Monday, October 29, 2007

Therapy 101

In case you’re all dying to know how my first therapy session went, I won’t leave you in suspense any longer. It went about as well as I could expect—leaving me, brimming with emotion, wondering just how many sessions it will take for me to “rewire” my reactions so that I can cope with all the crap that has happened to me and keeps coming my way.

What I learned in the first session wasn’t all that surprising—I have low self esteem stemming from how my parents raised me. You see, when you constantly discourage your kid from being what they want to be and constantly call into question all of their decisions, and even go so far as to proclaim that they must love a food that they have repeatedly sworn they hate, the kid starts to call into question everything they feel. They start to mistrust themselves. The kid ultimately develops a very low self esteem. That kid, desperate for their parents’ approval, becomes an overachiever and to the outside world appears to be quite a success. The kid becomes keenly observant of the people around them in their quest to obtain parental approval and therefore make tons of friends because of their ability to listen and dole out helpful advice. In the meantime, their own emotions get bottled up until they become such a burden that the kid can no longer deal with them. Therefore the kid becomes depressed and prone to anxiety attacks. Throw in some major life issues to deal with, and the kid can no longer function without seeking therapy. I’m so textbook it’s scary.

I’m not here to blame my parents, but I’ve known forever that their brand of parenting wasn’t--and still isn’t--very helpful for a healthy self esteem. Whenever I expressed interest in something, I was told--oh, you don’t want to do that--or I was told why I shouldn’t do that. This pattern has continued right into adulthood, as I faced infertility and was told by one of my parents that I shouldn’t do fertility treatments, and if they were faced with the same issue, they would choose to be childless.

All of the mentors in my life have recognized my self esteem issues and have asked me how someone as successful and smart as me could have such a problem. Well, I’ve always known the answer to that. I didn’t need therapy to tell me. What I need to know is how to fix it. Because I’m not going to repeat this pattern with my boys. Period.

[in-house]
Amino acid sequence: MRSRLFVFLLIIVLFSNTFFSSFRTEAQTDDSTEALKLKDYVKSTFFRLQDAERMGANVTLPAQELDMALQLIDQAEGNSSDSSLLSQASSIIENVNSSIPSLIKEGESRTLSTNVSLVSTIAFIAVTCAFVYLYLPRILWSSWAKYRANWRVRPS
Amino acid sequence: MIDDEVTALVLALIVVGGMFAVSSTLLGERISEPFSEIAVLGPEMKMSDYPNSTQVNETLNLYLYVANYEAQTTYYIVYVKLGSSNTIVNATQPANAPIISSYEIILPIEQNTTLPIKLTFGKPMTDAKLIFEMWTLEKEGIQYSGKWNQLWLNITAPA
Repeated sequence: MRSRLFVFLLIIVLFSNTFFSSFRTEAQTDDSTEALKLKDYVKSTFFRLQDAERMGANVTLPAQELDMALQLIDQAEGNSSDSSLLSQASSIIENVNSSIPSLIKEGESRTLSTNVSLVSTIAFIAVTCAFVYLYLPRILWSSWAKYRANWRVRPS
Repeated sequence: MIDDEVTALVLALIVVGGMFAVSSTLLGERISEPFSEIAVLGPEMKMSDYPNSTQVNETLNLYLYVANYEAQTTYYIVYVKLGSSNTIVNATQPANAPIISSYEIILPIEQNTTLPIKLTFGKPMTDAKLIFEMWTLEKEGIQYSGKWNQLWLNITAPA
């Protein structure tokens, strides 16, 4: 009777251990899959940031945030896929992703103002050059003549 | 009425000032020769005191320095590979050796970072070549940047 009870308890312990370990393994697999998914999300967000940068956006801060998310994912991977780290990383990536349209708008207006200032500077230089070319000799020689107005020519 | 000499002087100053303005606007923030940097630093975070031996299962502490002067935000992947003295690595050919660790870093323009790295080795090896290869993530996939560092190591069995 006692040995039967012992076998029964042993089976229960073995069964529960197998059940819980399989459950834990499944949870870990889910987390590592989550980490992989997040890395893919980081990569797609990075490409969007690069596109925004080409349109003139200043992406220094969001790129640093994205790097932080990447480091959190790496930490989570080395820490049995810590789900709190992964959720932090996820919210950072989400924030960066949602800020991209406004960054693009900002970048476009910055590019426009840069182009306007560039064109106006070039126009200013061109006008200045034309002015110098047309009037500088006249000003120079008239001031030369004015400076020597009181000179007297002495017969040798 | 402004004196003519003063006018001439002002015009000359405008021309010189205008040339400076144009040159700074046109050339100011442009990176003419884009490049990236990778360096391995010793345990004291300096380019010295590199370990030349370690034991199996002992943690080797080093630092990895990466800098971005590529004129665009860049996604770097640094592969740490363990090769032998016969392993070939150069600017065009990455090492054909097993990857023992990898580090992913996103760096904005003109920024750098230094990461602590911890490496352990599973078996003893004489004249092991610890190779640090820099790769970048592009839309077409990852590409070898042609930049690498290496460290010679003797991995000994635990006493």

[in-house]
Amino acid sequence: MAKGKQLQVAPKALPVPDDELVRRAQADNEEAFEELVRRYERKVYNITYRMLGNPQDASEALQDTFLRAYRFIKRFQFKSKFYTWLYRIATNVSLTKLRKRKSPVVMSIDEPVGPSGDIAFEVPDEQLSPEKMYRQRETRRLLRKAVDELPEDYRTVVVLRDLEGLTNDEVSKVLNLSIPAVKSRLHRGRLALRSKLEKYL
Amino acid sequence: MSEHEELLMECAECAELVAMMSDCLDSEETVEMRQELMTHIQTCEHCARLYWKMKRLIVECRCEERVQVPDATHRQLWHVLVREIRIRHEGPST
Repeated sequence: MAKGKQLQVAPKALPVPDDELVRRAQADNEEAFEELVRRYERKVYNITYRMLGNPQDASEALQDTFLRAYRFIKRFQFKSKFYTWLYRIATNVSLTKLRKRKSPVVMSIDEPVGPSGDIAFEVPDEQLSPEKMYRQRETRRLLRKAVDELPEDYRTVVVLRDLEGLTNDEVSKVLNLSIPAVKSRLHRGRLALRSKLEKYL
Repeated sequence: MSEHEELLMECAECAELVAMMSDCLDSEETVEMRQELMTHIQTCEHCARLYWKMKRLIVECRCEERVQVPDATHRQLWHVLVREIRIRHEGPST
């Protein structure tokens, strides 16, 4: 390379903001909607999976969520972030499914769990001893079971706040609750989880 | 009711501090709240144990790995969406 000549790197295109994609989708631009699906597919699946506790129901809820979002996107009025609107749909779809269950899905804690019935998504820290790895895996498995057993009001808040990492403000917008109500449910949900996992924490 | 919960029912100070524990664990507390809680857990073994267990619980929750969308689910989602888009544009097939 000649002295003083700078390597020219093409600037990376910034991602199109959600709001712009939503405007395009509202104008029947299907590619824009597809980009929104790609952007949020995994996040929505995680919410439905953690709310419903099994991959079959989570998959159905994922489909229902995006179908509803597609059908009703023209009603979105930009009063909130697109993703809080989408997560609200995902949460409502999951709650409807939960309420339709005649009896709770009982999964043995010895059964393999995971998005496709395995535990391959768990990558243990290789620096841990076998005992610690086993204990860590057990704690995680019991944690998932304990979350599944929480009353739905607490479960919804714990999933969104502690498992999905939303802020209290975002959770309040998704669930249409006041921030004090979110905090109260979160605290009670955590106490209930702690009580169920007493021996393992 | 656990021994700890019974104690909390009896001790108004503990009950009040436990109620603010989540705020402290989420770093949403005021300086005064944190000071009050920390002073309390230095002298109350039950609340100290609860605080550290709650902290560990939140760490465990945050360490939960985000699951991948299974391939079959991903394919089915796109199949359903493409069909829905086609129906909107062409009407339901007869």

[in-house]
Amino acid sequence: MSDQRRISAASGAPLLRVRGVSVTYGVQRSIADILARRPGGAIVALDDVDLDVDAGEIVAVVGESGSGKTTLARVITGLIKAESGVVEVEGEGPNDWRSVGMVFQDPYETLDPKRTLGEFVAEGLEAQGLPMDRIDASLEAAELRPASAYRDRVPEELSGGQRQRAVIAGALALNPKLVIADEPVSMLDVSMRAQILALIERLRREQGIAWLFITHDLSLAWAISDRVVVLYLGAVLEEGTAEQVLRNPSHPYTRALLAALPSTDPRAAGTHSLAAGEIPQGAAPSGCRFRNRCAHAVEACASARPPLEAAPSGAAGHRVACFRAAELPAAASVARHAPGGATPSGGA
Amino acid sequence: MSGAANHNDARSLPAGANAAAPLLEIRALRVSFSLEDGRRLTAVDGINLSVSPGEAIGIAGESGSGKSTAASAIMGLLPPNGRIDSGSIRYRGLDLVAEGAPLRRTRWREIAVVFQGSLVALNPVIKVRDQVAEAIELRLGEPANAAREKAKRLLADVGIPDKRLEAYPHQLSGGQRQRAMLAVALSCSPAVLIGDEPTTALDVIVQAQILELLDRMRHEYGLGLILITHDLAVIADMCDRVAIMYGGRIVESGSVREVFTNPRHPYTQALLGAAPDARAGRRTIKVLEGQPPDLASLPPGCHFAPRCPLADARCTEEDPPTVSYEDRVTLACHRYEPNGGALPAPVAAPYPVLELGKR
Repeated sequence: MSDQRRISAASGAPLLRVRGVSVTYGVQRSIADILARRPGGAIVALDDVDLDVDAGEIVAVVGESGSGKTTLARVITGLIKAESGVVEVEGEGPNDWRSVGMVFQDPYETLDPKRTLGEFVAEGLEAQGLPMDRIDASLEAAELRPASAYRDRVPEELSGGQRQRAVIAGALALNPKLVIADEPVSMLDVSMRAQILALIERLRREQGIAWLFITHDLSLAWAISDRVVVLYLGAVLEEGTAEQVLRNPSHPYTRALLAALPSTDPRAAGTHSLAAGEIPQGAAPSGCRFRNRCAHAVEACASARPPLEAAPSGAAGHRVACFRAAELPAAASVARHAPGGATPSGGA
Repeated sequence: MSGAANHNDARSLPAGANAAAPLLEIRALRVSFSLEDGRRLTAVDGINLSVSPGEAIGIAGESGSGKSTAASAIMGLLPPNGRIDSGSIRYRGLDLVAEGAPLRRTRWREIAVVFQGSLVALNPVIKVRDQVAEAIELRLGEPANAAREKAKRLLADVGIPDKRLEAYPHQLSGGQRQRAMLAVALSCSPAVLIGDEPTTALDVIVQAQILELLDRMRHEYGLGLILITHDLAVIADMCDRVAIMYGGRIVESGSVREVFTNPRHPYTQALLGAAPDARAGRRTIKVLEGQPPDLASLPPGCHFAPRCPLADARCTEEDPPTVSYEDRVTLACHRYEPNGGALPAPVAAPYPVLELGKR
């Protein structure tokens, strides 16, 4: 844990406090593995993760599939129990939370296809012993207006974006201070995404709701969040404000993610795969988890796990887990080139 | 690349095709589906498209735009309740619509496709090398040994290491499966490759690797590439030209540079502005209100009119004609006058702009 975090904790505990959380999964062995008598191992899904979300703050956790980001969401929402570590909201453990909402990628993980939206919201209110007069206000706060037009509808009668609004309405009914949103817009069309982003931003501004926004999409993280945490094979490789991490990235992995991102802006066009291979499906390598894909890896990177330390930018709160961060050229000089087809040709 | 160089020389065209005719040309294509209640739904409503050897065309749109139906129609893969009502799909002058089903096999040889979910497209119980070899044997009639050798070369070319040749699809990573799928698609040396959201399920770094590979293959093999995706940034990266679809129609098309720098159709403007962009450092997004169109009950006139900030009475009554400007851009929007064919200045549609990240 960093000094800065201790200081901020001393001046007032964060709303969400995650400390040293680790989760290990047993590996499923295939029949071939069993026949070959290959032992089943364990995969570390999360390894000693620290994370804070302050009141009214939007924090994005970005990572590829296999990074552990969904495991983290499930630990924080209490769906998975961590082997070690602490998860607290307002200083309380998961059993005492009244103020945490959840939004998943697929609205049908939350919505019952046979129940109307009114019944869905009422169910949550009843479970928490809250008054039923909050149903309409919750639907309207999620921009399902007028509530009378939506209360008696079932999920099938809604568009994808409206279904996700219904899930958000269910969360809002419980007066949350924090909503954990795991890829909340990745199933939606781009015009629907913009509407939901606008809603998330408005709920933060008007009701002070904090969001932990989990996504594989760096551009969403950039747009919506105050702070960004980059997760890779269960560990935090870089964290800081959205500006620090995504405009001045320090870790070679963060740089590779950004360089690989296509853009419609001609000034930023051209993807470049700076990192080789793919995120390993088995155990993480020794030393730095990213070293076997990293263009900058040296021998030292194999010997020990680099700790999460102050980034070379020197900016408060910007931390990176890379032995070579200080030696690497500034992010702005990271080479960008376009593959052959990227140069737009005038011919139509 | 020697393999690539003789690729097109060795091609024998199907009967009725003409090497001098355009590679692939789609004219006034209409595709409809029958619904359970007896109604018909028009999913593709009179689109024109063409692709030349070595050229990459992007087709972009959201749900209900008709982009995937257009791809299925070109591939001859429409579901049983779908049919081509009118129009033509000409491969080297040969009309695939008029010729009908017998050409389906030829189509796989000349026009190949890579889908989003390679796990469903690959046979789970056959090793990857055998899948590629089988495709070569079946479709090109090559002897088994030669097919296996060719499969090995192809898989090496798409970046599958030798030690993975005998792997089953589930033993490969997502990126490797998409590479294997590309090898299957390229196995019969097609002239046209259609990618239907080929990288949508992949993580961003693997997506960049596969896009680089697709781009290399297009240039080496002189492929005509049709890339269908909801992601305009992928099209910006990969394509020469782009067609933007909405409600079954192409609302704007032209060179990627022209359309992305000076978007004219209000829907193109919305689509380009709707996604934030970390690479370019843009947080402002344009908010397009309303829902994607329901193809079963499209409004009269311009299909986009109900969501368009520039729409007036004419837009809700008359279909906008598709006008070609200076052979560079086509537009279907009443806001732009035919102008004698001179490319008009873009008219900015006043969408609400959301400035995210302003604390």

Anonymous said...

Gosh Emmie, I was raised in much the same manner, at least from my mom. I realized many years ago she is sick. So these days I simply pity her if nothing else. Thankfully I'm not inherently like her so have no doubt my son will be reared making his own decisions and traveling the journey of life in his way, faltering and all. Your parents, like my mom, are not likely to change, so best you can do is change your reaction to them. You may have been conditioned one way but I trust you certainly can work to rewire that by attuning into your internal dialogue and focusing (as tough as it may seem) on your positives. And I've already encountered many and we have yet to have met in person. Thinking of you as always and sending hugs your way. ~Lisa

hope548 said...

I guess sometimes the biggest things we learn from our parents is what kind of parents we WON'T be! I'm glad you have started therapy and I hope it will be very helpful to you!

Em said...

I've been doing some therapy and we spend a lot of time talking about my relationship with my parents. It has unopened a lot of stuff...and I consider I have a pretty good relationship with them! One of my best friend's sister-in-law had HELLP after the home birth of her son.